I can't stress how true this is:
Before the Affordable Care Act became the law of the land, people had two main attitudes about their health insurance. They either hated it, or they didn't use it. This idea that there were a lot of people who liked their health insurance and wanted to keep it is largely a myth. At best, the vast majority of people were afraid of change, but that doesn't mean that they thought they had great insurance or enjoyed the process of trying to get their insurer to pay their bills. In general, people hate paying for insurance and experience hassles when they try to use it. So, once the Democrats decided to push everyone into for-profit insurance, they pretty much took ownership of something most people experience negatively. Add to this that people will always want a bigger subsidy than they're getting, a bad rollout of the exchanges, and a political opposition uniformly opposed to the bill and determined to highlight every flaw within it, and you have a recipe for a political drubbing.
This is why Atrios has been saying, for a while, that love it or hate it the ACA means that the Democrats "own" everything, good or bad, that is now associated with health care.
Booman and I agree on the only correct response: mass assault on the Republican position.
The only way to make that the case is for Democrats to very thoroughly follow Ryan Cooper's advice and rally around the health care law in a relentless and single-minded way that can match the Republicans' opposition.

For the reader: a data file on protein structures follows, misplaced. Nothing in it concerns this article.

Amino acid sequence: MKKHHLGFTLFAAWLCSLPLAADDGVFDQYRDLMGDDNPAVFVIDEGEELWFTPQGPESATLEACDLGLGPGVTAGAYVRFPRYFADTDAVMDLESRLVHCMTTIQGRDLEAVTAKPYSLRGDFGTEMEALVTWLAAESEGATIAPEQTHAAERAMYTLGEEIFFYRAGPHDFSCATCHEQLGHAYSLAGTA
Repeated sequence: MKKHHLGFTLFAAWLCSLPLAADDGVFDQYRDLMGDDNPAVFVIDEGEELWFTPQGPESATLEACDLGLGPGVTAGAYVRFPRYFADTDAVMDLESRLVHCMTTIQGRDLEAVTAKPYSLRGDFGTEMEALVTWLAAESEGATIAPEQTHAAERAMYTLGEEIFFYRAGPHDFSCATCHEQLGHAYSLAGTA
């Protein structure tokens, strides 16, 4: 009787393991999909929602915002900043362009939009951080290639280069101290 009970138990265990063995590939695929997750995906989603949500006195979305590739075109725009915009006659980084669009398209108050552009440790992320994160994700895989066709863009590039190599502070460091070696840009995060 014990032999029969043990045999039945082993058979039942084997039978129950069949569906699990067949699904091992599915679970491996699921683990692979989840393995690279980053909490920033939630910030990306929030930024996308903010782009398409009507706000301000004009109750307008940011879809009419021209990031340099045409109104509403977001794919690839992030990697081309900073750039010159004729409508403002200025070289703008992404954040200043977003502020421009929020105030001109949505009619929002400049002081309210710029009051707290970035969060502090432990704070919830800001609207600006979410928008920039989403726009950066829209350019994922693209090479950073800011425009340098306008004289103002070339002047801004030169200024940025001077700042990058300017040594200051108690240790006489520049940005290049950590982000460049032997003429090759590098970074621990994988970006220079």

I have further advice on this front. The fact that formerly uninsured people are getting insurance is not a very compelling rejoinder for someone who is having a negative experience with their health insurer. What's compelling is a political party that constantly points to the benefits of the law, like annual caps, keeping your kids on your insurance, protections against having your insurance dropped, and limits on profit-taking. The way to promote this politically is to constantly talk about real people who would have been screwed without the reforms. Trot them out daily to talk about how their lives and livelihoods have been saved.
Secondly, the Dems should be introducing reforms that address areas where people are experiencing problems. These reforms won't pass, but they can form a platform of sorts that will partially inoculate the party from criticism. After all, fixing a problem is better than repealing the whole law and having a solution is more appealing than having none.
This may be counter intuitive for individual Democratic representatives who generally try to run highly individual, local, and often cowardly campaigns. Especially given that the issues that are thrown at them on the campaign trail will be a mixture of fake anti Obamacare hysteria (as in the early Fox accounts of angry people who weren't eligible for the exchanges or hadn't checked them) or real confusion and distress. If the Democrats as a party had the sense god gave a nematode they would be holding training sessions for Democrats running all over the country in saying "Yes, absolutely, let me look into that for you..." and having the Democrats as a party get out in front of the very real problems with the ACA by introducing and referencing their own fix-it bills at all times. In fact I'd be even more forward--I'd counsel Democrats to go on the offensive every minute and demand to know why the Red States are preventing people from accessing Medicaid or the Exchanges and making the population of the country sicker and weaker and why the Republicans have introduced no realistic bills to fix the health care problems their own voters face.
But this can only work if it is a co-ordinated, full frontal, assault on the Republican position. You can't expect this to be like that old joke "I was at a fight last night and a hockey game broke out." The Democrats are like herding cats, always have been. Someone is going to have to crack the whip to get them all pulling in the same direction.